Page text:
Inheritance of a Mutation for Dwarfness in Soybeans1
- W. R. Fehr2
Dwarf soybean plants [Glycine max (L.) Merr.] were found in a row of the ‘Hark’ variety at Ames, Iowa in 1966. All plants in the row were from seeds of a single plant harvested from a foundation seed field of Hark the previous year. The plants had short internodes and petioles. The leaves were similar in shape to normal Hark, but were only one-fourth normal size. The flowers were approximately three-fourths the size of normal Hark, but were not abnormally eleistogamous. The inheritance of the Hark dwarf and its relationship to the ‘Lincoln’ dwarf (df2) and the ‘Adams’ dwarf (df3) genes were studied.
The crosses of Hark normal ✕ Hark dwarf, Lincoln dwarf ✕ Hark dwarf, and Adams dwarf ✕ Hark dwarf were studied in F1; F2, and F3. The Hark dwarf was controlled by a single recessive allele, designated df4, that was nonallelic to df2 and df3 and independently inherited. No distinct double recessive phenotype was observed. There was a satisfactory fit to a ratio of 9 normal:3 Hark dwarf:4 Lincoln dwarf in the Lincoln dwarf ✕ Hark dwarf cross and a 9 normal:3 Hark dwarf:4 Adams dwarf in the Adams dwarf ✕ Hark dwarf cross. These data indicated that df2df2df4df4 F2 plants were classified phenotypically as Lincoln dwarfs, and the df3df3df4df4 F2 plants, as Adams dwarfs.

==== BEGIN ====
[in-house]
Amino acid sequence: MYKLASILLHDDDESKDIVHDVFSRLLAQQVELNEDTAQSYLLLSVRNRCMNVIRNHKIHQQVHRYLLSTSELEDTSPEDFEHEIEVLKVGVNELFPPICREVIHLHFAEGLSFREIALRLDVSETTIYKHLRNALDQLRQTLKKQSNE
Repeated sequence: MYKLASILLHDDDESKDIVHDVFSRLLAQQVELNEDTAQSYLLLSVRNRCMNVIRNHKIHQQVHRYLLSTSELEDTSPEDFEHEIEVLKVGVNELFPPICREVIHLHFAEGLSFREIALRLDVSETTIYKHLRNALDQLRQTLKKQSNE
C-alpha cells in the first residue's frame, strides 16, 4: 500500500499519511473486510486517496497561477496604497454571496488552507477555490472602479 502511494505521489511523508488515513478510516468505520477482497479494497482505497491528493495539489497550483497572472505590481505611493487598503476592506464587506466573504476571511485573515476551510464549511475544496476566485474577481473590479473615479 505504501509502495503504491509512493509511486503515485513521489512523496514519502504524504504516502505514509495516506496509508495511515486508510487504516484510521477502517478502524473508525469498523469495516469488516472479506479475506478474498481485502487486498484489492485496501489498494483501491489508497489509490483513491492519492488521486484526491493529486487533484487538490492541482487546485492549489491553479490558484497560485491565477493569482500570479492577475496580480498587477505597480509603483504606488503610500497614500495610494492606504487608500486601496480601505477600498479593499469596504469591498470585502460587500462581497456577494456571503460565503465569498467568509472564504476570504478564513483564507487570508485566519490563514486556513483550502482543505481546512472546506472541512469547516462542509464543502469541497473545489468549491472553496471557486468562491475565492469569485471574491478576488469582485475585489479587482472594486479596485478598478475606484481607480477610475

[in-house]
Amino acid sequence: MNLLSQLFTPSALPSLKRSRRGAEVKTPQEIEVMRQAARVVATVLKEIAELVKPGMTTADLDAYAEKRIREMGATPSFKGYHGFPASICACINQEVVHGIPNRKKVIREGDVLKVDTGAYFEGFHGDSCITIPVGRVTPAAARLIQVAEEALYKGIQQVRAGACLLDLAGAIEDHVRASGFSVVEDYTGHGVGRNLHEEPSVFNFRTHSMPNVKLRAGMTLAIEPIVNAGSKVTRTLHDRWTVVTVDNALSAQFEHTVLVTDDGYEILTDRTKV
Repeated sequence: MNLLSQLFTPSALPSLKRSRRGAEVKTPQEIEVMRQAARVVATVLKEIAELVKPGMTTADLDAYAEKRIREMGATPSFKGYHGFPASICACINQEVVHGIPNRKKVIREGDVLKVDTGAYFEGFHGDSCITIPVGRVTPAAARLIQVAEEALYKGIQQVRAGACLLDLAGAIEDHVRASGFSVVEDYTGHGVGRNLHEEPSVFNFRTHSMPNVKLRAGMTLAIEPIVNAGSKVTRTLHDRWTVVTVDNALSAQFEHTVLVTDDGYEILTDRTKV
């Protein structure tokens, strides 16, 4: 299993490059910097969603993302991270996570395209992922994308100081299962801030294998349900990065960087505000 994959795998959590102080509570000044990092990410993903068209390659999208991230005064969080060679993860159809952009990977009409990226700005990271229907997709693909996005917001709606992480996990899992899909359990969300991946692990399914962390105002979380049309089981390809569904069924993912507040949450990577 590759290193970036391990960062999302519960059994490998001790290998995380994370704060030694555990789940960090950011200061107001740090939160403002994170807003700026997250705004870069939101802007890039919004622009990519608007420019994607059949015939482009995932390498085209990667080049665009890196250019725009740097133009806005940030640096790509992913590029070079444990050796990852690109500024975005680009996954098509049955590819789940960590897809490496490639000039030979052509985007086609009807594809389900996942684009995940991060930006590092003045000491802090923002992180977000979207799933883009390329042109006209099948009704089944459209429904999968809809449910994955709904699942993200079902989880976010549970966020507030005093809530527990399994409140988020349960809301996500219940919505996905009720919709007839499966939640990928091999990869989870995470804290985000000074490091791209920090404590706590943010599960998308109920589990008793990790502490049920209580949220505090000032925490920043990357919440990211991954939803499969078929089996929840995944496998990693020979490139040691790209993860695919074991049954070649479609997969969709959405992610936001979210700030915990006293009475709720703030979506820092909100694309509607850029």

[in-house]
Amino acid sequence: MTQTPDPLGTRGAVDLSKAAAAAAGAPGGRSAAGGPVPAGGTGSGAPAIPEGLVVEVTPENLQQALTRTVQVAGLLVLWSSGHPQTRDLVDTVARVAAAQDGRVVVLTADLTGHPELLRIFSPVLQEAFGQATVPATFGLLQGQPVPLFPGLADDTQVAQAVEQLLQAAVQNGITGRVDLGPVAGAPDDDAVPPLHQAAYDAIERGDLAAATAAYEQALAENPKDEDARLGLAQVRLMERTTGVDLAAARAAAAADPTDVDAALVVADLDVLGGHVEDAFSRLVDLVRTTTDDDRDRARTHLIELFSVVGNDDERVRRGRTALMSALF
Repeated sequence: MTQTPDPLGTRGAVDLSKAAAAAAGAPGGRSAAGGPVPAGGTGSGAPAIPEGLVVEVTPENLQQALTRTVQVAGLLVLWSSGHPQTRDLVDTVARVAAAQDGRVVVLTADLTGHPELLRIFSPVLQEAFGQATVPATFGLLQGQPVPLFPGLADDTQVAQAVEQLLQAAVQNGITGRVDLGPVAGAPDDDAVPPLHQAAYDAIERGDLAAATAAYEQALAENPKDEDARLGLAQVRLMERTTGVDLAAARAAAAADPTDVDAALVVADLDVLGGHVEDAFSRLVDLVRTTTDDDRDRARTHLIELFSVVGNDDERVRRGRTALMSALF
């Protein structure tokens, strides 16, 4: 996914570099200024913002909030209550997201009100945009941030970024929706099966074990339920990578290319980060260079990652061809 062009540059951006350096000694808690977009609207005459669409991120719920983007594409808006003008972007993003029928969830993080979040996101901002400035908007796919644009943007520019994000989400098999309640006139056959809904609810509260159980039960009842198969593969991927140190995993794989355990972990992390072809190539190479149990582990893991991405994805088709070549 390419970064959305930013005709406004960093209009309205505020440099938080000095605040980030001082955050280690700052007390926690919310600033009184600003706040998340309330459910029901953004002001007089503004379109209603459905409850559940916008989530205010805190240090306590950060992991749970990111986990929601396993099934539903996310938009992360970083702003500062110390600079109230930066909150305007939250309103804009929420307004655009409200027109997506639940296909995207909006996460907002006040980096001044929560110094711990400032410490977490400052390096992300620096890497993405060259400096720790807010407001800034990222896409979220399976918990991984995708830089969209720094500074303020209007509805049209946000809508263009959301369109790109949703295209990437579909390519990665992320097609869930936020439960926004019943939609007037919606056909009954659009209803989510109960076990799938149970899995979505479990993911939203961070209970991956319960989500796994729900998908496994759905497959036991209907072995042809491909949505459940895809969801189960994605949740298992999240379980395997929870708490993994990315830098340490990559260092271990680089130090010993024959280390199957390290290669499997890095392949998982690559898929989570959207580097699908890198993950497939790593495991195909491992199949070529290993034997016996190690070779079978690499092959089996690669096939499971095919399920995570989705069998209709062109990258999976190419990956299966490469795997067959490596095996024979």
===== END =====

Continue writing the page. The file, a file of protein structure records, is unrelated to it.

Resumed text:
There was a range in height for F2 and F3 individuals of all three dwarf: types, indicating that expression of the df2 df3, and df4 alleles may be influenced by modifying genes.Please view the pdf by using the Full Text (PDF) link under 'View' to the left.
Copyright © . .